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#10 ESzczesniak

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Posted 20 September 2020 - 04:20 PM

Thank you all for the input.  It seems sometimes it's better lucky than good!  Seems I'll keep the Halpha data at the moment.  Perhaps in the future I might revisit it, but will move on for now.  I got OIII last night and will get SII next time the weather cooperates.  It's not due to be cloudy here, but forecast transparency terrible again.  It'll give me some time to catch up on the calibration frames I need, and process a good stack for each of these while waiting for SII.



#11 dmdouglass

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Posted 20 September 2020 - 06:36 PM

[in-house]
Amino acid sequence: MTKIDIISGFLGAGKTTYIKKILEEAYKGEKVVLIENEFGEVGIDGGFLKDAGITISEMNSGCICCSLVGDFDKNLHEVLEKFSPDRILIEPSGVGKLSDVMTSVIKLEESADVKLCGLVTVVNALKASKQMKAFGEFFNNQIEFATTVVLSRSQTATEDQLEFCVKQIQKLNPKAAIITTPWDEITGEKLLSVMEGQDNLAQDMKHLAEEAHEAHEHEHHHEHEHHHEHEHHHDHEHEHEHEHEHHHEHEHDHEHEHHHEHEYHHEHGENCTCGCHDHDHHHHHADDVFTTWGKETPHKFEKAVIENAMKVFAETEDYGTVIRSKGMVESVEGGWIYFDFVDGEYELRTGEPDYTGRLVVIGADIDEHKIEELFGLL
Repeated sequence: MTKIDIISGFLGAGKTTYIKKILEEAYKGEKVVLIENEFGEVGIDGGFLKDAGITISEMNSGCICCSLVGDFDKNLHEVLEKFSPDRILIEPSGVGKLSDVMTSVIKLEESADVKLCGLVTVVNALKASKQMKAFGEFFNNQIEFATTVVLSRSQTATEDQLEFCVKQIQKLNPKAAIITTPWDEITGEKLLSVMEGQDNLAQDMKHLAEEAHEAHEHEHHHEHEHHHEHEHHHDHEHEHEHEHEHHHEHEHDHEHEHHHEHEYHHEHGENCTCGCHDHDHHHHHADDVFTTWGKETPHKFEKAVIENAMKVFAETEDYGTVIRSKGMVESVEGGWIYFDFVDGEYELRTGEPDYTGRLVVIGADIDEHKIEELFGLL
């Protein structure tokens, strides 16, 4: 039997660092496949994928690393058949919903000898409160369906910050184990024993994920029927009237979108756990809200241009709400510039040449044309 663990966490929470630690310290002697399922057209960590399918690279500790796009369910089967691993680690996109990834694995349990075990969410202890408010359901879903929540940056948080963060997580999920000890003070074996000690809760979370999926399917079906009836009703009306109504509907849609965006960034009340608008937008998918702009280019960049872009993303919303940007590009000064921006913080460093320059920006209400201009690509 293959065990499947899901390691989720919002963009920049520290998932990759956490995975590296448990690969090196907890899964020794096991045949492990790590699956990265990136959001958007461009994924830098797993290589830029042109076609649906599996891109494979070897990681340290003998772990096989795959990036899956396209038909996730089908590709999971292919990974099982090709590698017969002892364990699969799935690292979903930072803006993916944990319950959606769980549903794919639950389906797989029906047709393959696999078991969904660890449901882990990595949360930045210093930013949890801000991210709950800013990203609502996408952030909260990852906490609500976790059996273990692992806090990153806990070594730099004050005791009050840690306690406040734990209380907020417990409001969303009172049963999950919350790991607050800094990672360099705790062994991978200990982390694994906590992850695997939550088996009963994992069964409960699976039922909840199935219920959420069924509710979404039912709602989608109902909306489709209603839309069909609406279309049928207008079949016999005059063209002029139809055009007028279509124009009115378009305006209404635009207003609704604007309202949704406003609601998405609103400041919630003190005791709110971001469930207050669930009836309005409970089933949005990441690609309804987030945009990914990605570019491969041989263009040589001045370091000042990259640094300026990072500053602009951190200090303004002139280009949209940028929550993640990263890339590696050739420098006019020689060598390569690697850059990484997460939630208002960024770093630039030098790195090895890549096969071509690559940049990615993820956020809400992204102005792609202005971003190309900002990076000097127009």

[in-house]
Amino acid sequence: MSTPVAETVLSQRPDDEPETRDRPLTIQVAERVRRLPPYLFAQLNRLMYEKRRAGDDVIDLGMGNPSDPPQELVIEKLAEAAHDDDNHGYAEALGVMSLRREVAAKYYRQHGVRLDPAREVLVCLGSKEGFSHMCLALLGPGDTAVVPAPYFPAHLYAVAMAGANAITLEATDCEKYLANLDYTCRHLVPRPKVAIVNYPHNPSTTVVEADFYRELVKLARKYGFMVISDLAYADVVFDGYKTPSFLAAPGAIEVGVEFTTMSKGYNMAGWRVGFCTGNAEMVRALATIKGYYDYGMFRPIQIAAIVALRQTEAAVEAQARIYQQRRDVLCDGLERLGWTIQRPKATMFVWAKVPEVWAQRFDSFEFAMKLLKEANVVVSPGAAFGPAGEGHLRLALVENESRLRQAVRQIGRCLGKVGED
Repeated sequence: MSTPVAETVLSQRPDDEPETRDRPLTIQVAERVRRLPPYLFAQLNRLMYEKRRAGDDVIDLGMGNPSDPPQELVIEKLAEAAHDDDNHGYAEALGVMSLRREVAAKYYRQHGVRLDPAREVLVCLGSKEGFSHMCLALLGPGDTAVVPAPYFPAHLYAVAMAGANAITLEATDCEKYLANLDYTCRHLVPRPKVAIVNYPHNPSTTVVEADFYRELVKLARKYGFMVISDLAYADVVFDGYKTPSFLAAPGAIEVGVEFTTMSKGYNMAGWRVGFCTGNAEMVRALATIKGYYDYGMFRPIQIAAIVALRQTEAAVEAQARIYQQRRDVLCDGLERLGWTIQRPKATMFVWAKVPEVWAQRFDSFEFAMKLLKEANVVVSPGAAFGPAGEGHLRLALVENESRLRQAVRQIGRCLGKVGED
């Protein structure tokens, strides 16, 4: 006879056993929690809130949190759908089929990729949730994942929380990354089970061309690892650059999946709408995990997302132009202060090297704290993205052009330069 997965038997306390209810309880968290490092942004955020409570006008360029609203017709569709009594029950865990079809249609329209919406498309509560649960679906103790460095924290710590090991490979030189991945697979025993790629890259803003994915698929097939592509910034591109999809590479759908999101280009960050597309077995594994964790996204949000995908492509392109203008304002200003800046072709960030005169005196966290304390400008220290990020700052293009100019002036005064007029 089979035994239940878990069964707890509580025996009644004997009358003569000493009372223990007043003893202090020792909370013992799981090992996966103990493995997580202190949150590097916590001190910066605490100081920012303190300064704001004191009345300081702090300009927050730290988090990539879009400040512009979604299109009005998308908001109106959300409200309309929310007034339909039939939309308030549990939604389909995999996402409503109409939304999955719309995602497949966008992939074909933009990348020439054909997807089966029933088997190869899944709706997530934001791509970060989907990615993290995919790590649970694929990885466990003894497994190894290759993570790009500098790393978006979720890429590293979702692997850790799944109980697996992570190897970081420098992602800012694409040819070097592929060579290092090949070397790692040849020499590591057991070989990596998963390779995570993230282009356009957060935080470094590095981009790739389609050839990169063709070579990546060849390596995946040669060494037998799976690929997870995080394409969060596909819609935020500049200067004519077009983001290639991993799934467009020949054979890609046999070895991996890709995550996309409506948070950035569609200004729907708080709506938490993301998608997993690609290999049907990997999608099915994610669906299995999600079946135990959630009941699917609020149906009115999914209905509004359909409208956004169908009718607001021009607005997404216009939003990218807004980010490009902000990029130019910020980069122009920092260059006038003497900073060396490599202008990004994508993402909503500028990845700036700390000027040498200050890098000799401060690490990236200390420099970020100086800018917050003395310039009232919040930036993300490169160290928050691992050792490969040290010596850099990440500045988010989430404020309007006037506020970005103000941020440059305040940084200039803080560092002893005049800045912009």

That looks like the 183s amp glow. Different pattern. The 1600 has two blotches on the right side and one top left. Could be happening in this image, but if the calibration was ok then it might be flats or just nebulosity. In any case, not a big deal. If it is not nebulosity, proper processing can get rid of it.

Wow !!  Good call.  YES.. i have both cameras, and that is, in fact, the 183. I checked the fits header to verify.

And your description of the 1600 pattern is "spot on"...   And i had to really "stretch" it out to see it.

 

If i were the original poster (OP)... i would be VERY HAPPY with his results....


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#12 ESzczesniak

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Posted 27 September 2020 - 02:38 PM